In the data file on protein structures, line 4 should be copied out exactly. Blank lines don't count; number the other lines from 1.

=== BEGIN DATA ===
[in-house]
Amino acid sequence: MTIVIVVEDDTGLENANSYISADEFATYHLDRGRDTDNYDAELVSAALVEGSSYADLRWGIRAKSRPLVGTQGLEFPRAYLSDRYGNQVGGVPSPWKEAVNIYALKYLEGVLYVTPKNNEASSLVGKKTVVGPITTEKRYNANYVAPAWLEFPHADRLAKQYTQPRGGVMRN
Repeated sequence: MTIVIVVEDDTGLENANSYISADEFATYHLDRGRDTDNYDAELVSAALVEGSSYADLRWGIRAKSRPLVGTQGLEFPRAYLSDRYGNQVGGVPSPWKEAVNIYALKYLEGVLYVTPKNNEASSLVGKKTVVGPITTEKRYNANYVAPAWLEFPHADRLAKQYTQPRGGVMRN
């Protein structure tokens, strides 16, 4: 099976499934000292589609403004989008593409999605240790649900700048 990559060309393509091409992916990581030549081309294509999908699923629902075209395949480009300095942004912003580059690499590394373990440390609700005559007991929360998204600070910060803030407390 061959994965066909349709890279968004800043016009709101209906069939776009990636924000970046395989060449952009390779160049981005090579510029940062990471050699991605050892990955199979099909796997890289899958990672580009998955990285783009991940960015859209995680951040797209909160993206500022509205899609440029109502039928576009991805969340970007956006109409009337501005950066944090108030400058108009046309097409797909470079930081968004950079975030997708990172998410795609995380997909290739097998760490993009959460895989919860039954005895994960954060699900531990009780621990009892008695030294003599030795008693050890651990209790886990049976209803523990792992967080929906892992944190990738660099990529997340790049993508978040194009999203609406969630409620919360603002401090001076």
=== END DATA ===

């Protein structure tokens, strides 16, 4: 099976499934000292589609403004989008593409999605240790649900700048 990559060309393509091409992916990581030549081309294509999908699923629902075209395949480009300095942004912003580059690499590394373990440390609700005559007991929360998204600070910060803030407390 061959994965066909349709890279968004800043016009709101209906069939776009990636924000970046395989060449952009390779160049981005090579510029940062990471050699991605050892990955199979099909796997890289899958990672580009998955990285783009991940960015859209995680951040797209909160993206500022509205899609440029109502039928576009991805969340970007956006109409009337501005950066944090108030400058108009046309097409797909470079930081968004950079975030997708990172998410795609995380997909290739097998760490993009959460895989919860039954005895994960954060699900531990009780621990009892008695030294003599030795008693050890651990209790886990049976209803523990792992967080929906892992944190990738660099990529997340790049993508978040194009999203609406969630409620919360603002401090001076």